Published online Jul 6, 2015. doi: 10.5527/wjn.v4.i3.324
Peer-review started: January 26, 2015
First decision: March 6, 2015
Revised: March 19, 2015
Accepted: April 16, 2015
Article in press: April 20, 2015
Published online: July 6, 2015
Evidence is accumulating indicating a role for uric acid in the genesis and progression of kidney disease, and a few studies are beginning to show a possible beneficial effect of urate-lowering therapy. Whether this holds true for renal allograft recipients is not clear. In this short review evidence from epidemiological as well as intervention studies is summarized and discussed, with some practical considerations presented at the end.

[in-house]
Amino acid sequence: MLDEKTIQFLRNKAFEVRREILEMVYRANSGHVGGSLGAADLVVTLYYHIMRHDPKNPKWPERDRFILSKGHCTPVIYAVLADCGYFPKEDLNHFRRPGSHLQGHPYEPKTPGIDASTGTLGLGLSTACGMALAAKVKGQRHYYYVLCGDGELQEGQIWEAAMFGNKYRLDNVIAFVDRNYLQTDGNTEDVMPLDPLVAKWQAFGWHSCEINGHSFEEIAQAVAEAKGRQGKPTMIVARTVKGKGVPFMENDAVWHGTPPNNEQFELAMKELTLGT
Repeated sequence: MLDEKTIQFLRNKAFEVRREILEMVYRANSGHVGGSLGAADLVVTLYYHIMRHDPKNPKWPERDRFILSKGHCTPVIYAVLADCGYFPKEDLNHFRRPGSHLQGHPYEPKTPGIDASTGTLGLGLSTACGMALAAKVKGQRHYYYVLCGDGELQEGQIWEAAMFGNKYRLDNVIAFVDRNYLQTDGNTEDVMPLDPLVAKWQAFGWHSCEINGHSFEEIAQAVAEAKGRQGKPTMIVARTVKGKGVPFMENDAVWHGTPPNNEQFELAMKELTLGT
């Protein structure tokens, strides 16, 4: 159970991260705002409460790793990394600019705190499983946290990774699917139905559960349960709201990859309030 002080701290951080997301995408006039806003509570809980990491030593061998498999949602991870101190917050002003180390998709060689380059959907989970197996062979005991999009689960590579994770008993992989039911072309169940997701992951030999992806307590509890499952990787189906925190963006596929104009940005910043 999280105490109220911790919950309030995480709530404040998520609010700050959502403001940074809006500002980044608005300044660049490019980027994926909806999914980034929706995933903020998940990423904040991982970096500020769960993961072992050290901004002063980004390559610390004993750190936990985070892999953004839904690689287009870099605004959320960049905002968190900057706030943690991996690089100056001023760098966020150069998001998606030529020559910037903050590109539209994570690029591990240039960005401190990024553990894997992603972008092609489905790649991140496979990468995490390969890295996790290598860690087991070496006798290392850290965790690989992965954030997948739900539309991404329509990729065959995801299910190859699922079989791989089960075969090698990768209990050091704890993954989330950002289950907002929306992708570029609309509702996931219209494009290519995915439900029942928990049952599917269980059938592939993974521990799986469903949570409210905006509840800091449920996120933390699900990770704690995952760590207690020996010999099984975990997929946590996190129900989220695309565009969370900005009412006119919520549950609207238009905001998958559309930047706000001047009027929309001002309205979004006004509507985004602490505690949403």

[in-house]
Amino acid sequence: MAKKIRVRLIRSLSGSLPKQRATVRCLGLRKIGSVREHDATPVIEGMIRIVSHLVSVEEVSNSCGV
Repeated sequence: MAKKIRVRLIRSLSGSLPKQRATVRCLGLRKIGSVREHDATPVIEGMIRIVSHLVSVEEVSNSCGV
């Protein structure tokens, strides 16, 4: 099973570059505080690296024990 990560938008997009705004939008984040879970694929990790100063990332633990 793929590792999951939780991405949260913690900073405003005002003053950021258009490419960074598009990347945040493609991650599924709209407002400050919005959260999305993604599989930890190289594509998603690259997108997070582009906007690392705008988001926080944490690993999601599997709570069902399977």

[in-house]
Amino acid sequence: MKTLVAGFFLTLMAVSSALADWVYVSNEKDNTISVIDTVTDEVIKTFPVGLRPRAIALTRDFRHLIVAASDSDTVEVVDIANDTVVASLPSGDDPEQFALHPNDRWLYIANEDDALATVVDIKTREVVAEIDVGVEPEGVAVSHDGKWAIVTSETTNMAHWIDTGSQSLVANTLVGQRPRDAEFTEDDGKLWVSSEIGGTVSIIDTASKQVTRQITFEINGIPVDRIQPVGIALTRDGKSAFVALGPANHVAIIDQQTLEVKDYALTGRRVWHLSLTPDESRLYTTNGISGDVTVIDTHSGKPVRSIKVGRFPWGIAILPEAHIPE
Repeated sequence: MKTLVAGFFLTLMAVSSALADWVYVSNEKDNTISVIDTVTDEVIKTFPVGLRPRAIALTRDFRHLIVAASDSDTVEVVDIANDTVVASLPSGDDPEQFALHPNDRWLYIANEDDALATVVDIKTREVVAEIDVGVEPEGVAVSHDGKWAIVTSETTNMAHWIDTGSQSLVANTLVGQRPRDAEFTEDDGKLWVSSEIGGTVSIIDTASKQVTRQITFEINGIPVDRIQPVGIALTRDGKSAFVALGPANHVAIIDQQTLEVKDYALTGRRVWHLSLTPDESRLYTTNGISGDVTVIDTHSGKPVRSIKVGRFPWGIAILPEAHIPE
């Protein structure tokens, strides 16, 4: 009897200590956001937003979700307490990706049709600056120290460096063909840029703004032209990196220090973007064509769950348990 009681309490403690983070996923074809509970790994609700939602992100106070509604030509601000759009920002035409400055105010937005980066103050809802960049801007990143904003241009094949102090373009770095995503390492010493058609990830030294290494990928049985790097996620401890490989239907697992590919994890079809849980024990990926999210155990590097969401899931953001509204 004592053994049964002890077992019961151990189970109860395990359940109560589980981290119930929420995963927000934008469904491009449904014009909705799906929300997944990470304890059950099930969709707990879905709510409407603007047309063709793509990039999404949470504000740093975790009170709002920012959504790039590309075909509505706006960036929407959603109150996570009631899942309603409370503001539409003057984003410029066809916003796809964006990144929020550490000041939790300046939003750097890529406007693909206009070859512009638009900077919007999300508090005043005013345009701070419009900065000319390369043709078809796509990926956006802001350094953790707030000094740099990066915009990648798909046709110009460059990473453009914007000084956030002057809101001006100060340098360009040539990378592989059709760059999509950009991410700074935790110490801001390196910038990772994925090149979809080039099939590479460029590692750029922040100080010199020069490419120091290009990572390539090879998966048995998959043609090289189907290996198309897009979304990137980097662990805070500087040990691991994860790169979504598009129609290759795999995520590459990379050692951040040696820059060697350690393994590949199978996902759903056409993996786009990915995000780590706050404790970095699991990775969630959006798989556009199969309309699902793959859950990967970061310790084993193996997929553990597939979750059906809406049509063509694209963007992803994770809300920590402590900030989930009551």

Core tip: Hyperuricemia is a common finding following renal transplantation; its clinical, as well as prognostic, significance, however, is not known. We have summarized available evidence from human epidemiological and intervention studies and concluded that, in the absence of gout, evidence in support of treatment for this condition in renal graft recipients is insufficient at present, although, when required, treatment with low-dose allopurinol or febuxostat appears to be safe.